Maurizio Consoli (INFN, Sezione di Catania, Italy)
Place: Physics Seminar Room – Physics Building – 2nd flour
Date: Wednesday, November 30, 2021
Spontaneous symmetry breaking is an essential ingredient of the Standard Model. While Goldstone bosons are well understood, still the ultimate dynamical origin of the phenomenon is not entirely clear. Given this uncertainty, one may wonder about the present view that the Higgs-field propagator has only one pole at 125 GeV. In fact, depending on the description of symmetry breaking, the effective potential, besides the mass scale describing its quadratic shape at the minima, could exhibit another mass scale associated with the zero-point energy, which determines its depth. Lattice simulations of the propagator are consistent with this two-mass structure and can be used to predict a new resonance around 700 GeV. In spite of its large mass, however, the heavier state would couple to longitudinal Ws with the same typical strength of the low-mass state and thus represent a relatively narrow resonance. In this way, such a hypothetical resonance would naturally fit with some excess of 4-lepton events observed by ATLAS around 680 GeV. Available CMS data in the same region, when grouped in bins of 30 GeV as done by ATLAS, are also consistent with this interpretation. Implications of this two-mass structure for radiative corrections will also be discussed.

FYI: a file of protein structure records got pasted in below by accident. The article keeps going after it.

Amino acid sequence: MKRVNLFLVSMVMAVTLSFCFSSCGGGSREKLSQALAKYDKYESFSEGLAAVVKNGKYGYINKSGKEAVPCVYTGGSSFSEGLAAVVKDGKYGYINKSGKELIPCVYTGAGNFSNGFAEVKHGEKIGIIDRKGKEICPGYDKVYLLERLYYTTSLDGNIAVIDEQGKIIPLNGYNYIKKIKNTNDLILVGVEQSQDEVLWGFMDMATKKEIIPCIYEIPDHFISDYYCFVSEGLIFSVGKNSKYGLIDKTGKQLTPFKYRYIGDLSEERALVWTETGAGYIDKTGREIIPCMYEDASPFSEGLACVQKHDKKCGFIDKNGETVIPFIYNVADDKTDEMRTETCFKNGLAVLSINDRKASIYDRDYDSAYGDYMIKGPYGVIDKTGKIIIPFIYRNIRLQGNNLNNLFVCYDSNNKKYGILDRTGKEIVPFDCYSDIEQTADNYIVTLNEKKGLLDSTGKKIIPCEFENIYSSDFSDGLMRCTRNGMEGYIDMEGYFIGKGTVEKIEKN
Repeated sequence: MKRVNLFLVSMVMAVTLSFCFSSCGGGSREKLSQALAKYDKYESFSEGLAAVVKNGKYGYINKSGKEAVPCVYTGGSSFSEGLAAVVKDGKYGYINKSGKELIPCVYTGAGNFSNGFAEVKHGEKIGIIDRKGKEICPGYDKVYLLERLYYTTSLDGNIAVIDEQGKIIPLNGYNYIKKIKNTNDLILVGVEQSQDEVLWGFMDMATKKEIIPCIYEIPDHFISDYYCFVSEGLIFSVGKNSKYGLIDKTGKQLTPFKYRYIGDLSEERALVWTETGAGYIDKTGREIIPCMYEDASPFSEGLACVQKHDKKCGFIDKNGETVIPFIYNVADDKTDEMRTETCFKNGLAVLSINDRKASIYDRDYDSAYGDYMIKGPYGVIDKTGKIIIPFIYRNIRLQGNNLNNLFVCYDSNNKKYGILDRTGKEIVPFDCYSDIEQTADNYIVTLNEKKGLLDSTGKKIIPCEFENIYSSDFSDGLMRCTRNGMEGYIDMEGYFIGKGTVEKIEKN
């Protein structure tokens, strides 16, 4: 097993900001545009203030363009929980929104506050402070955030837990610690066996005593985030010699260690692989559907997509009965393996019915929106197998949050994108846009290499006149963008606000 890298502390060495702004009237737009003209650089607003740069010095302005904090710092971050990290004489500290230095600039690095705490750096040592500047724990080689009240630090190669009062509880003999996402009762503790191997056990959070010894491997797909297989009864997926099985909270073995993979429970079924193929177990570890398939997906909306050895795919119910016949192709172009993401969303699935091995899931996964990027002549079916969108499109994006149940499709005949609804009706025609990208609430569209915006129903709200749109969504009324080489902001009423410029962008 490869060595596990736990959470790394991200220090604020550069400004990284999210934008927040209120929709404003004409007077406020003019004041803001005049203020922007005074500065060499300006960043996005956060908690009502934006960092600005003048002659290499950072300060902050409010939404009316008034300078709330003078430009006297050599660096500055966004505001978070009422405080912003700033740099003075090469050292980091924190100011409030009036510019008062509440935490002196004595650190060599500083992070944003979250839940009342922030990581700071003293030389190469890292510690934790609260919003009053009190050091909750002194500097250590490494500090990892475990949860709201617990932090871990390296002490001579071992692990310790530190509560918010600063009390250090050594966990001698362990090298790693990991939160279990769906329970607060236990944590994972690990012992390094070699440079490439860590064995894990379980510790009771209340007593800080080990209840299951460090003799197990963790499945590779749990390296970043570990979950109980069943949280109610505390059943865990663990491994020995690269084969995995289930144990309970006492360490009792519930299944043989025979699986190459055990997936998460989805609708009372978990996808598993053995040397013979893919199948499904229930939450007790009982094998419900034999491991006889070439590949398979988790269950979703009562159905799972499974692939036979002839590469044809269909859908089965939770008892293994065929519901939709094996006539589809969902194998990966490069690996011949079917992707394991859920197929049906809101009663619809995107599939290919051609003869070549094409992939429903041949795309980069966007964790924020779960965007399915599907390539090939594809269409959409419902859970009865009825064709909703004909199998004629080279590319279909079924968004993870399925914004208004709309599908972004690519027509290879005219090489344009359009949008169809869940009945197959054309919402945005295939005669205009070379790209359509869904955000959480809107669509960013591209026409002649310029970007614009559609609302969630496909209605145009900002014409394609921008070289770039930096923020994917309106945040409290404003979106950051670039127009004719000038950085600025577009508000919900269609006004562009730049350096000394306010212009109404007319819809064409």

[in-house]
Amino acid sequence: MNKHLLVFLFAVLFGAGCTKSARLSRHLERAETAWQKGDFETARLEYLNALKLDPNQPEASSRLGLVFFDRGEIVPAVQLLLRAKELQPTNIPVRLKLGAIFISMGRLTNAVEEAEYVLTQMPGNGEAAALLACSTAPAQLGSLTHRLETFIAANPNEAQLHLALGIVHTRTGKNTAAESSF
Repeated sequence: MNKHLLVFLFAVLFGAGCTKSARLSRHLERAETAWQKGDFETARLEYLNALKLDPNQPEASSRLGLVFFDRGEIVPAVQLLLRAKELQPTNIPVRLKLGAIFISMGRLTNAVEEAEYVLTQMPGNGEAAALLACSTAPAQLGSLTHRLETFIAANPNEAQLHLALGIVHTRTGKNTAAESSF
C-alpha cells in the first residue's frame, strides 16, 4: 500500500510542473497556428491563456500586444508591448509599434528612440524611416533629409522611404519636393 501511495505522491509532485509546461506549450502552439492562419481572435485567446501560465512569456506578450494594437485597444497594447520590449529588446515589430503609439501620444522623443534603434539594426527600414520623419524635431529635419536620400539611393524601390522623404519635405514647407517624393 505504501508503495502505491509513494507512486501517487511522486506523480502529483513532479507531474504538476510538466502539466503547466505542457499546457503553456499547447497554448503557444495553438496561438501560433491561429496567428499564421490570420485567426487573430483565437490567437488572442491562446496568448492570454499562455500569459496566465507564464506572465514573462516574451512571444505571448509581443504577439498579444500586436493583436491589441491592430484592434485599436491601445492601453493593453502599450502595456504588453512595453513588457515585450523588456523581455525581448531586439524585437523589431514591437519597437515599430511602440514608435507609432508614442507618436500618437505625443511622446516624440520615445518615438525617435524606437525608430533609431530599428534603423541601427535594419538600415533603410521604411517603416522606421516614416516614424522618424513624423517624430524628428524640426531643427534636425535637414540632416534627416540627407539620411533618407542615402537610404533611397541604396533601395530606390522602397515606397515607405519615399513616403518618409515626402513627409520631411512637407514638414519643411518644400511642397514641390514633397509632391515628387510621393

1) M. Consoli, Contribution to Veltman Memorial Volume,
Acta.Phys.Pol. B52 (2021) 763; arXiv:2106.06543 [hep-ph].
2) M. Consoli, L. Cosmai, Int. J. Mod. Phys. A35 (2020) 2050103;